Maple Leafs’ Connor Brown ‘happy’ to avoid trade at deadline

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Toronto Maple Leafs right wing Connor Brown (28) as Anaheim Ducks defenceman Korbinian Holzer (5) defends during second period action in Toronto on Monday, February 4, 2019. (Nathan Denette/CP)

TORONTO – Connor Brown managed to sleep through Monday’s 3 p.m. trade deadline, staying loyal to his game-day nap ritual, but he did make certain to adjust the ringer on his smartphone just in case.

"I had it on loud," Brown said Wednesday, the relief still palpable.

"I was just hoping I didn’t get waked up."

There is substance to the rumours that Toronto Maple Leafs GM Kyle Dubas considered dealing Brown, whose contract could be one of those squeezed out by salary-cap crunch coming this summer once Mitch Marner takes another generous slice of the pie.

Sportsnet’s Bob McCown asked Dubas directly about Brown after the player had awoken from his nap relived to learn he still had a game to play, not a plane to catch.

"I’m not going to get into specifics about any one of our players, because I don’t think it’s fair to the players or the teams that may or may not have called," Dubas said Monday evening on Prime Time Sports. "The other teams in the league also, they read what people are speculating about the team.

"Anybody else that’s sort of below that key, key core in place, we had calls on, and it won’t be surprising for me to see their names in the media in coming weeks."

Coming off 20-goal rookie campaign in the summer of 2017, after providing a stream of defensively responsible shifts for the team he grew up rooting for, Brown re-signed without much fight as an RFA for three seasons at a $2.1 million average annual value.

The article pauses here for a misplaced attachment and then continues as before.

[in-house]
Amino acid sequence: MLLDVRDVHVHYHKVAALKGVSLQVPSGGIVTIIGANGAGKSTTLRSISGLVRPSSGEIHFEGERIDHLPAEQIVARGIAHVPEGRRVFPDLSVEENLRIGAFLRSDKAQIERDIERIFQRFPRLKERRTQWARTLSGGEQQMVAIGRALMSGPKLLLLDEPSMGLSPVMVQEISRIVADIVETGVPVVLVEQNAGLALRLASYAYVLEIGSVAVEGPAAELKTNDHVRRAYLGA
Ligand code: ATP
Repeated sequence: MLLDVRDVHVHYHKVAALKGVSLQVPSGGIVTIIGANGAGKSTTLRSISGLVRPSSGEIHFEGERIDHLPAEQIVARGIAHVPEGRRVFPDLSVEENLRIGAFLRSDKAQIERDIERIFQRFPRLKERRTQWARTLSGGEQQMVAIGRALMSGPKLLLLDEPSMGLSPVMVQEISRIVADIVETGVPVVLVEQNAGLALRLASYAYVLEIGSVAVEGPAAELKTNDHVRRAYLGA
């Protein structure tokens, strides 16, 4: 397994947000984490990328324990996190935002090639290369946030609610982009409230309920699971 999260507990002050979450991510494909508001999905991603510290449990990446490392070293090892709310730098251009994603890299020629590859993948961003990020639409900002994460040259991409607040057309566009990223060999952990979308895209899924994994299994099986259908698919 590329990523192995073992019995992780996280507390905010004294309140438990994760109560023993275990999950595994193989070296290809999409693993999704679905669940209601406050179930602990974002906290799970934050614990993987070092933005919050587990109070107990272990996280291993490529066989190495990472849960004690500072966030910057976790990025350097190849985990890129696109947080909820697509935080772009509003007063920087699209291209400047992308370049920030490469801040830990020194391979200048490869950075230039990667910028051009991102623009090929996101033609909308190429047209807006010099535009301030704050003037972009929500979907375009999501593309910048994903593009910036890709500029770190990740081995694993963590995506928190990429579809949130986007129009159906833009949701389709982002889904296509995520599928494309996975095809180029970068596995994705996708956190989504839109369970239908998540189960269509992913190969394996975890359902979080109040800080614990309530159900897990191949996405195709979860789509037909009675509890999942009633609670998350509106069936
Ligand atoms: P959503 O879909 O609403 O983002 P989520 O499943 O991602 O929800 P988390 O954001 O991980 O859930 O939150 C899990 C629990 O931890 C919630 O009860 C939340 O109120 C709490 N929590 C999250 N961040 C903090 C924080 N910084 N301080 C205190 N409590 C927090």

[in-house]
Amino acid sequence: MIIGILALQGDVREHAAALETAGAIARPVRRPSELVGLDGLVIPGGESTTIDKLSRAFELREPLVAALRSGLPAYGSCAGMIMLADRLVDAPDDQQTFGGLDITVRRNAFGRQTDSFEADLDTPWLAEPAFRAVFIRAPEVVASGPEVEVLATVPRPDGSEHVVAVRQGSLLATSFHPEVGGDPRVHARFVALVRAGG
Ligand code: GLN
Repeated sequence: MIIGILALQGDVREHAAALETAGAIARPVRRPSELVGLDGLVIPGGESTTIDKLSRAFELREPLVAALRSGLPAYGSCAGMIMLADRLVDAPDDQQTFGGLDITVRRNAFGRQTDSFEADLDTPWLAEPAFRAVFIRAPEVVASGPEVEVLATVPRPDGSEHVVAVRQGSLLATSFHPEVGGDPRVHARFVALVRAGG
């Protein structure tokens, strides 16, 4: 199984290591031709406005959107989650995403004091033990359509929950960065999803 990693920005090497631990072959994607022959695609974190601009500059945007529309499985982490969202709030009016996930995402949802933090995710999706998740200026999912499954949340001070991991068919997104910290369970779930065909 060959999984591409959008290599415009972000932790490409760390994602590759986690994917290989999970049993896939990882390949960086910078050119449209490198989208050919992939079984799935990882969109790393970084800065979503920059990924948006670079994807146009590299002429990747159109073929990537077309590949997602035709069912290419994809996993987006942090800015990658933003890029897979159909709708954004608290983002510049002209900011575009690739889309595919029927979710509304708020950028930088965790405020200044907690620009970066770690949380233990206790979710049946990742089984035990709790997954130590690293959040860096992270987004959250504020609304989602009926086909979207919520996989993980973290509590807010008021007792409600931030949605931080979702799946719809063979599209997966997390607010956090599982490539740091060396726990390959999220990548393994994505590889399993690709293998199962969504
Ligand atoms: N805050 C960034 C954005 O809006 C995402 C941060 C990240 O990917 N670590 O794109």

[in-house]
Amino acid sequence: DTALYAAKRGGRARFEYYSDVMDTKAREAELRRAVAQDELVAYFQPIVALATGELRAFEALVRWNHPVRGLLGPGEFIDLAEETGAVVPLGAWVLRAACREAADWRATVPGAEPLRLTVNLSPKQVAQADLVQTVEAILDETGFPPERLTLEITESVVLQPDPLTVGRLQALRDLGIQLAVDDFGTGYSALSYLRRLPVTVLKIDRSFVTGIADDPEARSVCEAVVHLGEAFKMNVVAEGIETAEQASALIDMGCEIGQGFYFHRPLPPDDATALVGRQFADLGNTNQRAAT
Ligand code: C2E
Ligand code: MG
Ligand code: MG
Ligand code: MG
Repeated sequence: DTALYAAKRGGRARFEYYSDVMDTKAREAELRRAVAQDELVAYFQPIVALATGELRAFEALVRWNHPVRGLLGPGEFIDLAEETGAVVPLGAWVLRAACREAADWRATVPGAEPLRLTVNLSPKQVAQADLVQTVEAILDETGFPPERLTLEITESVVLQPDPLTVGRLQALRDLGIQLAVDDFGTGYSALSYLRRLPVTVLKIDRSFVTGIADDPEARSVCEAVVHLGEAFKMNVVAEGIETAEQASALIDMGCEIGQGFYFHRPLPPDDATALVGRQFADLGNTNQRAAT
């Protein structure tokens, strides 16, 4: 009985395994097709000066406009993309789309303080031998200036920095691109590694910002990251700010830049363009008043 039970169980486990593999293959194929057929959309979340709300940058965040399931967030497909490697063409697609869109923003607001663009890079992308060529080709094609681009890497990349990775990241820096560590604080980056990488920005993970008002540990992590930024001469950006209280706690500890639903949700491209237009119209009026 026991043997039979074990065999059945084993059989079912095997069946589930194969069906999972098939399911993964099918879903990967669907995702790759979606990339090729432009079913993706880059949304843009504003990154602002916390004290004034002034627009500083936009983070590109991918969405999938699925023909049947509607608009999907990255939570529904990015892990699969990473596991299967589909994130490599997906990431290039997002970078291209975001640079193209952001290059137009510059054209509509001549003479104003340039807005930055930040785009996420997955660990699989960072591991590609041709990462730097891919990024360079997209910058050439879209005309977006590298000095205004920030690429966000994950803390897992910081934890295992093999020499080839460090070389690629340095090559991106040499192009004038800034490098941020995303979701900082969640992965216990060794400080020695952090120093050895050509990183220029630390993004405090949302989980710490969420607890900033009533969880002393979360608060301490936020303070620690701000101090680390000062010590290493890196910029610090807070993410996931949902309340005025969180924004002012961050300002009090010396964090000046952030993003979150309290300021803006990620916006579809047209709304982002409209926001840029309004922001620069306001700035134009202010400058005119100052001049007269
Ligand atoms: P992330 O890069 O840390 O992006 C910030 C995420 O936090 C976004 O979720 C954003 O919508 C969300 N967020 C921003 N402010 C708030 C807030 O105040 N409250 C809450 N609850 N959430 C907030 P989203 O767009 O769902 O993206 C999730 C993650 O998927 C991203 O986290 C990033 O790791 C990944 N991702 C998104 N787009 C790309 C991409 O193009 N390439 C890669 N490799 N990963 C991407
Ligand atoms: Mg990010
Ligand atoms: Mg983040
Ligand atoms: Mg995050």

Running through 2019-20, it’s a team-friendly contract that would make Brown easy to move if/when necessary.

"You’re aware of it that you’re out there, but it’s been a long process for me in particular being here. This is somewhere I really want to be, so I was really happy to stay put," Brown said.

"A lot of guys have been here a long time and seen this grow into what we think is a contender. After 3 p.m. everyone wanted to be here, and I think the guys who are in the room we’re happy with."

Under a tight cap, it’s difficult to pay more than $2 million for a fourth-line winger, and that’s where Brown slots in with this group when everyone is healthy.

After two years of the Leafs adding proven free-agent forwards (Patrick Marleau, John Tavares) and graduating Marlies (Kasperi Kapanen, Andreas Johnsson) who’ve passed Brown on the depth chart, the 25-year-old’s production fell to 14 goals and 28 points in 2017-18.

Categorized as a "worker bee" by coach Mike Babcock, Brown has five goals and 21 points to go with a plus-12 rating this season.

Could he play farther up the lineup on another team? Absolutely.

Could wing-hungry Edmonton be that team? It was a potential fit explored earlier this week as the Leafs kicked tires on power forwards and right-handed defencemen.

"He’s got real high-end hockey IQ," Babcock said. "He can play with anybody.

"We think he’s a really good penalty killer, he’s an important 5-on-5 player, he can play anywhere, he’s an important guy for us. He’s a Toronto kid, and he loves being a Leaf, and we love having him."

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Brown, of course, played alongside Connor McDavid in Erie and the two still spend some time training together in the summer. They skated on the same 3-on-3 shinny team at the city’s Power Edge Pro minicamp last August.

"Anybody would like to play with him," Brown said, diplomatically.

A couple hours before the Maple Leafs made their final, reserved decision Monday — Par Lindholm was the only roster player dealt away — Babcock spoke in general terms about the possibility of waving goodbye to a good Leaf.

"These guys are all great people that try real hard. You always want them to be successful," Babcock said.

"That’s the hard part about the business. I think there’s the player part, and there’s the person part. You really appreciate the people and how hard they work and what they’ve done for your franchise and, yet, sometimes their opportunity, their next one, is a better opportunity for them as well."

The coach certainly didn’t use Brown’s name, but you could feel it floating between the lines, unspoken.

More of a vibrate than a ring.

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